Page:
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Markkula Center for Applied Ethics

Naming Survivors of Sexual Assault

Bella Rios

Bella Rios was a 2018-2019 Hackworth Fellow at the Markkula Center for Applied Ethics.

Ana is writing an article about the consequences of the new federal guidelines for sexual misconduct cases on college campuses. These changes will bolster the rights of the accused by requiring colleges to allow accused students to cross-examine their accuser at a hearing, and banning the use of single investigators for cases.  It also redefines sexual assault from “unwanted sexual misconduct” to “unwelcome conduct on the basis of sex that is so severe, pervasive and objectively offensive that it denies a person equal access to the recipient's education program or activity."

Campus advocacy groups, including the Violence Prevention Program and Feminists for Justice, argue that these changes will further dissuade survivors of sexual assault from reporting and protect the accused.

Ana interviews several survivors of sexual assault, and asks for their opinions on the federal guidelines. One of the survivors, Alexandra, talks about the trauma following her assault and her hesitation in reporting the perpetrator.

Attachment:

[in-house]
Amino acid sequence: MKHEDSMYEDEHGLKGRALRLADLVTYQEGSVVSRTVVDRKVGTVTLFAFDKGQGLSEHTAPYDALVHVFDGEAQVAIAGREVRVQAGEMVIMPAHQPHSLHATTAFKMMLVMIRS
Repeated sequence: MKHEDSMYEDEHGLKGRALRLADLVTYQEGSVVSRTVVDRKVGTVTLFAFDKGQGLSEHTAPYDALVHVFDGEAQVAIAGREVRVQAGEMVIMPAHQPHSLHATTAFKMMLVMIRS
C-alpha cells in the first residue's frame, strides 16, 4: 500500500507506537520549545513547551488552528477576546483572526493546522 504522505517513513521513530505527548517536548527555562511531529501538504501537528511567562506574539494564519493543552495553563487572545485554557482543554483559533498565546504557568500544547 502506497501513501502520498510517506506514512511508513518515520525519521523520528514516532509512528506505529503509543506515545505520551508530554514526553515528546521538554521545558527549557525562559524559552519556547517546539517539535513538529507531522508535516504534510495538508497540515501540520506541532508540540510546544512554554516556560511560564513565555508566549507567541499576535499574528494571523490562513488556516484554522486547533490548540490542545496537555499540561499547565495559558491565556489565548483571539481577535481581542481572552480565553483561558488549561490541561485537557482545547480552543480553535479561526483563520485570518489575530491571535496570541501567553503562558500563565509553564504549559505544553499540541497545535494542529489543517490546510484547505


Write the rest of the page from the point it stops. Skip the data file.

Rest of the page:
She says, “I’m scared to report because I don’t want to relive my trauma if the perpetrator will not be held accountable for his action. I can’t report now because it would be emotionally difficult to face my abuser directly and answer his cross-examination questions.”

Alexandra then asks for her name to be redacted from the article, fearful of the social repercussions for publicizing her experiences.

Ana recognizes the vulnerability of Alexandra’s situation and sympathizes with her traumatic experiences. She understands the stigma surrounding sexual assault survivors, including the shame for reporting their cases.

However, she worries that in granting confidentiality to survivors, her article inadvertently perpetuates taboos regarding sexual assault. She does not want to imply that survivors should be ashamed of their experiences. She wonders if granting Alexandra confidentiality will also fuel public speculation that survivors of sexual assault are fabricating their claims.

Discussion Questions

1) Under what circumstances should confidentiality be granted to sources?
2) What are the consequences of granting confidentiality to survivors of sexual assault?
3) What is the harm of disclosing the names of survivors of sexual assault?
4) How should Ana approach this situation?

Jun 7, 2019